It’s election night, 2012. I’m standing on stage at the Temple Hills Skate Palace in Prince George’s County, Maryland, the wealthiest majority-black county in the U.S.
I’m telling jokes to a bougie crowd eager to see Barack Obama win a second term as president. They politely tolerate the warm-up act.
“Madonna said she would take off her clothes on stage if Obama was re-elected. Finally, a celebrity supporting Romney!”
Some laughs. I look out at the audience, dressed to the nines, nibbling on chafing dish chicken in the dark. Sprays of shiny red, white and blue foil and glittery stars dot the white-clothed tables.
“If he wins tonight, Mitt Romney promised to name me ambassador to the Suitland Parkway.”
I see a few friends, more than a few. I may be the only Republican in the joint. I’m certainly the only white Republican. But I’ve been doing standup comedy in rooms like this for years.
In that time, I never encountered an audience member resentful that I was on stage. As long as I was funny, I was family.
“The First Lady is growing a vegetable garden at the White House. I miss the old days, when the government handed out free cheese.”
It’s a very different scene four years later. It’s election night at a country club in Franklin County, Tennessee. Media trucks and Beamers jostle for space in the cramped parking lot. The room fills with sequined Republicans, drinks in hand, their eyes glued to the drifting chyrons on TV.
Once again, I grab the mic.
“Nate Silver says the only precincts left to count in my home state of Pennsylvania are in the conservative ‘T’ counties!”
The crowd cheers. No jokes tonight, just stunned and happy people toasting their good fortune, in between bites of chafing dish chicken. Somehow, the reality TV star and real estate mogul who had been written off a hundred times before will become the leader of the free world.
I marvel at the dynamic. A handful of votes have once again determined whether we become a statist liberal or populist conservative nation. The world tilts on a needle-thin fulcrum. So much depends on so few.
And yet, I am sad that my friends in P.G. County won’t share in the joy.
I understand why.
Not long ago, then attorney general of the United States, Eric Holder, called us a “nation of cowards.” He said we refuse to confront one another on race.
He must not read the mainstream media.
At Slate, Jamelle Bouie compared President Trump’s seven-nation visa pause to the 1850 Fugitive Slave Act. A headline on Salon.com said supporters of school choice are “living proof white people haven’t gotten over Brown v. Board of Education.”
Is it any surprise that besieged conservatives find it easier to keep their mouths shut?
Meanwhile, some on my side of the aisle, feeling cornered, fight back with racist memes of witch doctors or watermelons, juvenile shock tactics that have no place in political debate or polite society.
I don’t know the answer to this dilemma. But I believe humor is key.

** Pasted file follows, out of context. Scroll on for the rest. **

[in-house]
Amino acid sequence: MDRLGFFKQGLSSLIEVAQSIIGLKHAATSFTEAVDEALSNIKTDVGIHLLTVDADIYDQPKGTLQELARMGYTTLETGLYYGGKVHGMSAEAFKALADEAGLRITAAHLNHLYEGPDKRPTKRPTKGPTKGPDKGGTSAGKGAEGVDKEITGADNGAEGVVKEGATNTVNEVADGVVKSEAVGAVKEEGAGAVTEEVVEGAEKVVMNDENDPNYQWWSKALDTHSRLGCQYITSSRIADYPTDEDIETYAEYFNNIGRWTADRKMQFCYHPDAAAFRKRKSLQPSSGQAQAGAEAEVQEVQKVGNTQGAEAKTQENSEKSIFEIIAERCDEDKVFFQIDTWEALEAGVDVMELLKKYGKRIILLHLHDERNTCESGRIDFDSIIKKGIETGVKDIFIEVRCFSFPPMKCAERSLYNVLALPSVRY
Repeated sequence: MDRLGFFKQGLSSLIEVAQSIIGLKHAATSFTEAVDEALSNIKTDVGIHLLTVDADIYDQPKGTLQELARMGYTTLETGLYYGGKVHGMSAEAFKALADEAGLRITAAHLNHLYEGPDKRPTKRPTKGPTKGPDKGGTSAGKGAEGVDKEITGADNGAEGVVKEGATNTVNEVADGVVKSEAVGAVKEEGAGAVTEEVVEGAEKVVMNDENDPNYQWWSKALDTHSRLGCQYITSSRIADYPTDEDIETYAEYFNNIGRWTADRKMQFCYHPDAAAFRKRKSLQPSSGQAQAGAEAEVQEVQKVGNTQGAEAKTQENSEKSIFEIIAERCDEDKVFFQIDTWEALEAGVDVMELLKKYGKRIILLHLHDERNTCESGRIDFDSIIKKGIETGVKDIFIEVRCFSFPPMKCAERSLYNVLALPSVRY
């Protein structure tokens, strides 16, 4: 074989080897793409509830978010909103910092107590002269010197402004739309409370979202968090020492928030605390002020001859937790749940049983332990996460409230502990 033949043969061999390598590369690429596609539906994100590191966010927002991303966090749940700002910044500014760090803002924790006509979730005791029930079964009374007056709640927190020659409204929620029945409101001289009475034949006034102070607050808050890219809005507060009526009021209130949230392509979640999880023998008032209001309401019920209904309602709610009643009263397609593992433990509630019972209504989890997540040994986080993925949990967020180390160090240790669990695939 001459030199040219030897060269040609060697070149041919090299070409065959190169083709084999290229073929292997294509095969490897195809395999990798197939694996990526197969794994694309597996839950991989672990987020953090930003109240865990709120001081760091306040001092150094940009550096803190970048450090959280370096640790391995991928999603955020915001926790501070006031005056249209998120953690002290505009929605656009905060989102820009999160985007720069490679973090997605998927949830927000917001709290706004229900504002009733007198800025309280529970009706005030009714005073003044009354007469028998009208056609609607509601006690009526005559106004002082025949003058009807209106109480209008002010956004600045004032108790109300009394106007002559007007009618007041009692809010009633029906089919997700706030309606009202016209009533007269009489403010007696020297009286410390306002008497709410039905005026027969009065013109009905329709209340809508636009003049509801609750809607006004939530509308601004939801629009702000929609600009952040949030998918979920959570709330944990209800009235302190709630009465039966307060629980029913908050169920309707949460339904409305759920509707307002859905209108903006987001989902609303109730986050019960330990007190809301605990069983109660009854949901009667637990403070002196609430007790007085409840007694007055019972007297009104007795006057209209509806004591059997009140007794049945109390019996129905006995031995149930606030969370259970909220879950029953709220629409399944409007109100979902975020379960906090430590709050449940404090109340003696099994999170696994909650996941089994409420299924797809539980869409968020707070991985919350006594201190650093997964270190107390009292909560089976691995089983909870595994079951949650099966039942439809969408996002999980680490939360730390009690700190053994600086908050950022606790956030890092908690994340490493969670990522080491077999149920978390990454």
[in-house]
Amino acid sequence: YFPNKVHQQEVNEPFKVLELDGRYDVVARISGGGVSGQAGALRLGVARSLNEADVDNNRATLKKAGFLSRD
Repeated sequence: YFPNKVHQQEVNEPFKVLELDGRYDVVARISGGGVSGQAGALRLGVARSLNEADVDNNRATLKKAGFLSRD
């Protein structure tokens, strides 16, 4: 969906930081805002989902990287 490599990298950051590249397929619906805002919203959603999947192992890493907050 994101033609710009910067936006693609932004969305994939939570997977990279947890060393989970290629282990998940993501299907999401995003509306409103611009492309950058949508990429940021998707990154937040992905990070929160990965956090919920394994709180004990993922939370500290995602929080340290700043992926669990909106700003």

My own political education began when I bought my first Mad magazine. I was hooked. Patty Hearst, the Black Panthers, the SLA, CREEP, Jimmy Carter’s “killer rabbit”—no topic escaped its wicked satire and parodies. Do you watch the Simpsons and South Park? Thank Mad.
Americans have always embraced political satire. Hell, we adopted the razzing “Yankee Doodle” as our unofficial national anthem. Mark Twain, Ambrose Bierce, Thomas Nast, Will Rogers, H.L. Mencken—their names are as venerated as the presidents they poked.
My personal favorite was Finley Peter Dunne, whose “Mr. Dooley” character was both coruscating and prescient. “A fanatic is a man who does what he thinks the Lord would do if He knew the facts of the case,” he said. President Teddy Roosevelt read Dunne’s columns at Cabinet meetings and dined with him at the White House.
Today the banner of political satire is carried by late-night talk show hosts, some more ably than others. “Saturday Night Live” is currently generating the most heat, if presidential tweets are any measure. The show’s recent takedown of Sean Spicer was a brilliant (if unsubtle) example of the form.
At the same time, the Trump election seems to have broken Hollywood’s funny bone.
Horrified liberals are replacing jokes with lectures. The creators of South Park announced they’re giving up on satirizing the president. Even the White House Correspondents Association Dinner is being threatened with a boycott, led by Vanity Fair.
This will not embolden play-it-safe politicians, who flee from wit like Usain Bolt.
That’s a shame. Humor does not create tension, it releases it. I’ve written jokes for governors, Cabinet secretaries and a president. I constantly fight to get reluctant officials to add self-deprecating humor to their speeches. It humanizes them and makes them seem real in a business suffused with phoniness. And reminding people that politicians are real is a good way to remind them that their supporters, too, are real. If we remember that, we are a lot less likely to hate on one another.
In this hyper-partisan era, where the converted cower in snark-filled bubbles, self-awareness can be a terrific weapon. Acknowledging your critics is a mark of strength, not weakness. The king needs a truth-telling jester.
“I’m thrilled to be on ‘Deal or No Deal’ with you tonight,” President George W. Bush said to host Howie Mandel in a 2008 appearance. “Come to think of it, I’m thrilled to be anywhere with high ratings these days.”
Many of my friends in the comedy world would never think of voting for a conservative Republican. But they have the capacity to understand our motivations, and to realize that we all seek to do good for others and wish the best for our country.
After all, it’s hard to hate when you’re laughing.